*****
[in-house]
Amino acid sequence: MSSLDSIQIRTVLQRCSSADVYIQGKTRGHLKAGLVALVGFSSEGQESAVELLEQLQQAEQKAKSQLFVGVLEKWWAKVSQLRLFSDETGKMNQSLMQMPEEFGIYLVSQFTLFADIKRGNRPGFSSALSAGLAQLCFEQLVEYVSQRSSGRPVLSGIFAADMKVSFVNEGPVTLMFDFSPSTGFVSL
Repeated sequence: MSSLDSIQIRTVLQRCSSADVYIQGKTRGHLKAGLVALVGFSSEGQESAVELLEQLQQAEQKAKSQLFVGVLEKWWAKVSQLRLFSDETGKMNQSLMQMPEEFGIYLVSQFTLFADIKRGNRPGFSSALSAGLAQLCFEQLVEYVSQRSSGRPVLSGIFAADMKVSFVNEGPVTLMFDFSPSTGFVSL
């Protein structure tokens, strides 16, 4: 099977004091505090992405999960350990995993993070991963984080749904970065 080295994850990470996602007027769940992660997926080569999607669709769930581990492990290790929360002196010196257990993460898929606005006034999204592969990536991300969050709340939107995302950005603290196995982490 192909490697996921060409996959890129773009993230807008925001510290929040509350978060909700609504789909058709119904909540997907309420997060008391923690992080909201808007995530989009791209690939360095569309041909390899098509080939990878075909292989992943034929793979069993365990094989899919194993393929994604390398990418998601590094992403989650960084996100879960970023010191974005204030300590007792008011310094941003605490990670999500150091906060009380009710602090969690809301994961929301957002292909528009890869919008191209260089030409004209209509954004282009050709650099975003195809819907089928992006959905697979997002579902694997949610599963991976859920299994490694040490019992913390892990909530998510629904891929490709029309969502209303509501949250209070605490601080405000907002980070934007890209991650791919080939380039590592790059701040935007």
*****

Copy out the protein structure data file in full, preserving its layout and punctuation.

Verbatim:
[in-house]
Amino acid sequence: MSSLDSIQIRTVLQRCSSADVYIQGKTRGHLKAGLVALVGFSSEGQESAVELLEQLQQAEQKAKSQLFVGVLEKWWAKVSQLRLFSDETGKMNQSLMQMPEEFGIYLVSQFTLFADIKRGNRPGFSSALSAGLAQLCFEQLVEYVSQRSSGRPVLSGIFAADMKVSFVNEGPVTLMFDFSPSTGFVSL
Repeated sequence: MSSLDSIQIRTVLQRCSSADVYIQGKTRGHLKAGLVALVGFSSEGQESAVELLEQLQQAEQKAKSQLFVGVLEKWWAKVSQLRLFSDETGKMNQSLMQMPEEFGIYLVSQFTLFADIKRGNRPGFSSALSAGLAQLCFEQLVEYVSQRSSGRPVLSGIFAADMKVSFVNEGPVTLMFDFSPSTGFVSL
């Protein structure tokens, strides 16, 4: 099977004091505090992405999960350990995993993070991963984080749904970065 080295994850990470996602007027769940992660997926080569999607669709769930581990492990290790929360002196010196257990993460898929606005006034999204592969990536991300969050709340939107995302950005603290196995982490 192909490697996921060409996959890129773009993230807008925001510290929040509350978060909700609504789909058709119904909540997907309420997060008391923690992080909201808007995530989009791209690939360095569309041909390899098509080939990878075909292989992943034929793979069993365990094989899919194993393929994604390398990418998601590094992403989650960084996100879960970023010191974005204030300590007792008011310094941003605490990670999500150091906060009380009710602090969690809301994961929301957002292909528009890869919008191209260089030409004209209509954004282009050709650099975003195809819907089928992006959905697979997002579902694997949610599963991976859920299994490694040490019992913390892990909530998510629904891929490709029309969502209303509501949250209070605490601080405000907002980070934007890209991650791919080939380039590592790059701040935007």